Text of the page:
Author Affiliation: Department of Obstetrics/Gynecology, Tufts University and New England Medical Center, Boston, Mass.
By the middle of the 20th century, it was well recognized that elderly
women frequently developed severe osteoporosis, resulting in a life complicated
by constant back pain and repeated fractures. By the 1970s and 1980s, it became
clear that use of estrogenic substances at or near the time of menopause could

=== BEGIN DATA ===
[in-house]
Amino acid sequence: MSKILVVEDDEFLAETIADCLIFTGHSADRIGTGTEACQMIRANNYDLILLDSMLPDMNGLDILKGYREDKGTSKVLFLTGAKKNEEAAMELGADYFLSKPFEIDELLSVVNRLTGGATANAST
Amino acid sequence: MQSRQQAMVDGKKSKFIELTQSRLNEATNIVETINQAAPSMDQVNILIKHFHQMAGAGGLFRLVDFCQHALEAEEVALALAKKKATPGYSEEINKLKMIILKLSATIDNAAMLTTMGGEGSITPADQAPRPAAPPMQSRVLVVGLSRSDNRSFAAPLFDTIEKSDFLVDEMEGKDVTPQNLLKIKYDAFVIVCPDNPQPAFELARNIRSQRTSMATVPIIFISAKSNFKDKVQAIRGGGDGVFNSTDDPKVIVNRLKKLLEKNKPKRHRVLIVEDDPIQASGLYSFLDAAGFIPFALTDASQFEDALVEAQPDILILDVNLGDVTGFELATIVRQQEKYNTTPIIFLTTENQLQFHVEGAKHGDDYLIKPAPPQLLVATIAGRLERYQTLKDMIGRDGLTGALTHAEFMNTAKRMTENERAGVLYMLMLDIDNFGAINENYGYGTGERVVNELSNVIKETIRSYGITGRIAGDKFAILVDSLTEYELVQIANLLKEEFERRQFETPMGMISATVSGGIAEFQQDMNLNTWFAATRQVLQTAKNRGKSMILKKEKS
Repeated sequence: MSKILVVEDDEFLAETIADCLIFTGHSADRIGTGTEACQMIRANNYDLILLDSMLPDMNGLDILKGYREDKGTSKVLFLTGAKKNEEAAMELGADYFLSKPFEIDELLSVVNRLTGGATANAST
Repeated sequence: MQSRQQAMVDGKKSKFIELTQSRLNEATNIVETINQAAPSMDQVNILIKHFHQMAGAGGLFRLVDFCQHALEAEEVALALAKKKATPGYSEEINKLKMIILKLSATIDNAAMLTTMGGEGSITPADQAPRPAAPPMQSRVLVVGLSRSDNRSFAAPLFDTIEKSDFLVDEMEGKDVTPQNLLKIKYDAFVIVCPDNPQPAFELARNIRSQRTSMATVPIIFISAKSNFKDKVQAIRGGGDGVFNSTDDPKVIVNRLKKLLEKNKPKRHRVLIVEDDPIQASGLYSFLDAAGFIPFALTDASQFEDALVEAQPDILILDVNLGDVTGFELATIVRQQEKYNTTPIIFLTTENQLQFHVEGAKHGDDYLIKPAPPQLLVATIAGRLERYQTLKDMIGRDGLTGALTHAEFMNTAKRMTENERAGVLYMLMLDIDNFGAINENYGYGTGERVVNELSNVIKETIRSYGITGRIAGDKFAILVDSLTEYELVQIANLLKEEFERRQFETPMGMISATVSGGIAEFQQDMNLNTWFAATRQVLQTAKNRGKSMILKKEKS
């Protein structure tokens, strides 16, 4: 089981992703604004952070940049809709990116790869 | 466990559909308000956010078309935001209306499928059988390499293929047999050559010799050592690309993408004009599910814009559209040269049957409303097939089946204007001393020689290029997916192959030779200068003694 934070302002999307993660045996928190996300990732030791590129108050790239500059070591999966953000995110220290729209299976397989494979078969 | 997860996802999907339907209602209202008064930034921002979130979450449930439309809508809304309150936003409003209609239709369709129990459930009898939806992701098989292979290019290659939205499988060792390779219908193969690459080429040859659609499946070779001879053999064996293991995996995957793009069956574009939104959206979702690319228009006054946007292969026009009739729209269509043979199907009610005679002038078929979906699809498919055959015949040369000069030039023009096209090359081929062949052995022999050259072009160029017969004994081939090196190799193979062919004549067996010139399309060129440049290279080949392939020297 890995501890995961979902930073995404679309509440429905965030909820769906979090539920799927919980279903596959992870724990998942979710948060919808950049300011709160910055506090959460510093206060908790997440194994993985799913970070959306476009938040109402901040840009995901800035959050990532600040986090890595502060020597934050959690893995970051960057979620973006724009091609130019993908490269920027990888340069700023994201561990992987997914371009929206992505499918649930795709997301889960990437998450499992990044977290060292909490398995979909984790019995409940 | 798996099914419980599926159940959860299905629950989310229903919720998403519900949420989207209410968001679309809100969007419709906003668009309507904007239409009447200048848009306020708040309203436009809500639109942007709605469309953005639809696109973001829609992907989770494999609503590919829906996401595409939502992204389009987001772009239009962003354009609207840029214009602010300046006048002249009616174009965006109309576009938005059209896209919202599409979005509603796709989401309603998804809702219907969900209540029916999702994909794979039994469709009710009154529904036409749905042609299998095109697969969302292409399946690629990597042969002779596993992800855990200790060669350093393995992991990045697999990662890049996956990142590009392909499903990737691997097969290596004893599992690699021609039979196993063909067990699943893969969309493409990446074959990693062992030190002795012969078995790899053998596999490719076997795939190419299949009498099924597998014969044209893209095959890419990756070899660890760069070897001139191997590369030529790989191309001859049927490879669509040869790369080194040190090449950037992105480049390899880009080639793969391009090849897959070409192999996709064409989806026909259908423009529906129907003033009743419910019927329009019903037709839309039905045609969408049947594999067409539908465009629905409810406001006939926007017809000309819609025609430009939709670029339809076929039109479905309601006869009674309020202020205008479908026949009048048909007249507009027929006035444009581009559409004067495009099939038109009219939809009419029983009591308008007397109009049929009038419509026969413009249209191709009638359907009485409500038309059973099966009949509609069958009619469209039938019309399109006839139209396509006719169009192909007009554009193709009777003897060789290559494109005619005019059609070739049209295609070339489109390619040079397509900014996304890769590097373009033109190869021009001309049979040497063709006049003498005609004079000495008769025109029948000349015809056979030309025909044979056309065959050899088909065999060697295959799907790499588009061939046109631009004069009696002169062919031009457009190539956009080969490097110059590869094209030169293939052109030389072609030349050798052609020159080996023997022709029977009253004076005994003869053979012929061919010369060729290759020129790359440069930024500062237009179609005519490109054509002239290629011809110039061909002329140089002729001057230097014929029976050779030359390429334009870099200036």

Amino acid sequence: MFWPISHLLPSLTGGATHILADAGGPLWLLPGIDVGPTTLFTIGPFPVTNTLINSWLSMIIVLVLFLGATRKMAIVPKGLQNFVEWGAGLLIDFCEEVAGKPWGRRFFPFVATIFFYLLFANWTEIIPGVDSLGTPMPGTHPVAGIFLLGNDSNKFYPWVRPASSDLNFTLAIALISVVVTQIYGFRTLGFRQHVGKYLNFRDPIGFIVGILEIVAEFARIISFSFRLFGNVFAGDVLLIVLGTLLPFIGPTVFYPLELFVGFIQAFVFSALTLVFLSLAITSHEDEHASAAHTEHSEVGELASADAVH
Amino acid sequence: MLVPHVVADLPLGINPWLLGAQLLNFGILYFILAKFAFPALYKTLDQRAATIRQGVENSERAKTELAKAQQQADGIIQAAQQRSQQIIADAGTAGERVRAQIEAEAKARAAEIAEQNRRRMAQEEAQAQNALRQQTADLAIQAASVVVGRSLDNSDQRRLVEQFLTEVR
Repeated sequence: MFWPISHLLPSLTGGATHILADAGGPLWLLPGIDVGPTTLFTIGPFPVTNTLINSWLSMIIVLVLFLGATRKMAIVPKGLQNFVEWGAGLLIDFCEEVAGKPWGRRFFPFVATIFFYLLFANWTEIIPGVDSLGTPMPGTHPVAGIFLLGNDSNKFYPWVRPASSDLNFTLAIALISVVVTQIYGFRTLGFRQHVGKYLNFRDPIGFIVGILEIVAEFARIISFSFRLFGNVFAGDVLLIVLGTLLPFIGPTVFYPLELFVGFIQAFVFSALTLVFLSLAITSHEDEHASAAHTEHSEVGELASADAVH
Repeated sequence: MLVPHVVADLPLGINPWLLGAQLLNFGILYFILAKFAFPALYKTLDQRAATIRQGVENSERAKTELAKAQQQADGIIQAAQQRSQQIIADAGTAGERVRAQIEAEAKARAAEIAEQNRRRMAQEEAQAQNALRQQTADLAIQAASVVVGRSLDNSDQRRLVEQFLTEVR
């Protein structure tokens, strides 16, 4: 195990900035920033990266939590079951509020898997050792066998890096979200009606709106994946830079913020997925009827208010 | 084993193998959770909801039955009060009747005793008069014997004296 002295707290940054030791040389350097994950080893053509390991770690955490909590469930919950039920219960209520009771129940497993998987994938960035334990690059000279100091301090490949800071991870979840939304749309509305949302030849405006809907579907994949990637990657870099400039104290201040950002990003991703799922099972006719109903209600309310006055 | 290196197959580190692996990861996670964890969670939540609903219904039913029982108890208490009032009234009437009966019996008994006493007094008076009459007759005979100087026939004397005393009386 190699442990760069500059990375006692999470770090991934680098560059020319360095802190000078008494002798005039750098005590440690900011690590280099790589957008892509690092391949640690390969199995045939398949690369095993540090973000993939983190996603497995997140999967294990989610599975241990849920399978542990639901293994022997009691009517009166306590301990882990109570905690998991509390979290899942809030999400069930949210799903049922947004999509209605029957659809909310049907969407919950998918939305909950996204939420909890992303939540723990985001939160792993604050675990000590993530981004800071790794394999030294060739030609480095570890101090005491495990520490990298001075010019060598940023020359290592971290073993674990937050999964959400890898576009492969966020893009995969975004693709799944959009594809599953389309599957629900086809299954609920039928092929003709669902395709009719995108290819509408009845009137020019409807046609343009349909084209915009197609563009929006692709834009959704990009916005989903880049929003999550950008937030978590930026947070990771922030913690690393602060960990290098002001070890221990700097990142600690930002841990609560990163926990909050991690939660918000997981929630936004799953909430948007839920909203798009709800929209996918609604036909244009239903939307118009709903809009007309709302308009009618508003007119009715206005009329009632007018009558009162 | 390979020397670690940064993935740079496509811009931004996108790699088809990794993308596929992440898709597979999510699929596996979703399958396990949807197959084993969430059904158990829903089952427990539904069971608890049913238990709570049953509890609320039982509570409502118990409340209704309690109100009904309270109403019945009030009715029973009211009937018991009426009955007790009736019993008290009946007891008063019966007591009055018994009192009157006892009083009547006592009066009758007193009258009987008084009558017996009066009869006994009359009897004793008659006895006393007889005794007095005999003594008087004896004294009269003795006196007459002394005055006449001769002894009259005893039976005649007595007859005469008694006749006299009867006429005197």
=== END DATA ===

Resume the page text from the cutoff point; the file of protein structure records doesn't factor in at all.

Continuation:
prevent or treat osteoporosis, and these drugs became widely prescribed and
taken. Even before the bone-sparing effects of estrogen were known, these
agents were used extensively for the treatment of menopausal symptoms, primarily
vasomotor instability and vaginal atrophy.1
Noller KL. Estrogen Replacement Therapy and Risk of Ovarian Cancer. JAMA. 2002;288(3):368–369. doi:10.1001/jama.288.3.368
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